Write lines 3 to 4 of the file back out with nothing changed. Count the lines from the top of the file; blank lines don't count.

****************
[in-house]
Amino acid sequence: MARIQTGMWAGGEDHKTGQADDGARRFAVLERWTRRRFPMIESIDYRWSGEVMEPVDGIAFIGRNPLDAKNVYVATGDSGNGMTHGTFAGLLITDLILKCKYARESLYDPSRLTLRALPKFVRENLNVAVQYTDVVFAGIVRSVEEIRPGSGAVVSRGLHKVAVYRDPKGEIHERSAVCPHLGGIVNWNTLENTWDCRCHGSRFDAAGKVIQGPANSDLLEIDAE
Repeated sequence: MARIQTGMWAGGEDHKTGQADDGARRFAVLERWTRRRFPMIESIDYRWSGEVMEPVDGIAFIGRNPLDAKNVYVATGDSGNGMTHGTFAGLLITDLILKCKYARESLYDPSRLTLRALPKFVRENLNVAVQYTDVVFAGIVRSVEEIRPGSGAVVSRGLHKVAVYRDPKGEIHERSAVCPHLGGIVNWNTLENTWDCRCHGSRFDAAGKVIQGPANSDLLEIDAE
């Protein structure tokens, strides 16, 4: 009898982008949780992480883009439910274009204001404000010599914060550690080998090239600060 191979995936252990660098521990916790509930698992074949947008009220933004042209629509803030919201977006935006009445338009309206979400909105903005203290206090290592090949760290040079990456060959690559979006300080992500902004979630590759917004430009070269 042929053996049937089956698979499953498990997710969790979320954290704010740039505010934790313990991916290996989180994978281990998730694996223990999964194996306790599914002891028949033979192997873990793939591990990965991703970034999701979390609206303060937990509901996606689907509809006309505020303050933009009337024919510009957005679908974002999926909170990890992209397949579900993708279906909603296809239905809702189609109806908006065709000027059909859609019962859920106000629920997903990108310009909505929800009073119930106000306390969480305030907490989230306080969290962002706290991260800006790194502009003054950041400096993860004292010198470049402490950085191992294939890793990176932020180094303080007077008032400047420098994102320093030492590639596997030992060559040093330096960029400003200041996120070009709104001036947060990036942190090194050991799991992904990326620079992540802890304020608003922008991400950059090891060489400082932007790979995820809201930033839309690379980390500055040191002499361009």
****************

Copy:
Repeated sequence: MARIQTGMWAGGEDHKTGQADDGARRFAVLERWTRRRFPMIESIDYRWSGEVMEPVDGIAFIGRNPLDAKNVYVATGDSGNGMTHGTFAGLLITDLILKCKYARESLYDPSRLTLRALPKFVRENLNVAVQYTDVVFAGIVRSVEEIRPGSGAVVSRGLHKVAVYRDPKGEIHERSAVCPHLGGIVNWNTLENTWDCRCHGSRFDAAGKVIQGPANSDLLEIDAE
């Protein structure tokens, strides 16, 4: 009898982008949780992480883009439910274009204001404000010599914060550690080998090239600060 191979995936252990660098521990916790509930698992074949947008009220933004042209629509803030919201977006935006009445338009309206979400909105903005203290206090290592090949760290040079990456060959690559979006300080992500902004979630590759917004430009070269 042929053996049937089956698979499953498990997710969790979320954290704010740039505010934790313990991916290996989180994978281990998730694996223990999964194996306790599914002891028949033979192997873990793939591990990965991703970034999701979390609206303060937990509901996606689907509809006309505020303050933009009337024919510009957005679908974002999926909170990890992209397949579900993708279906909603296809239905809702189609109806908006065709000027059909859609019962859920106000629920997903990108310009909505929800009073119930106000306390969480305030907490989230306080969290962002706290991260800006790194502009003054950041400096993860004292010198470049402490950085191992294939890793990176932020180094303080007077008032400047420098994102320093030492590639596997030992060559040093330096960029400003200041996120070009709104001036947060990036942190090194050991799991992904990326620079992540802890304020608003922008991400950059090891060489400082932007790979995820809201930033839309690379980390500055040191002499361009």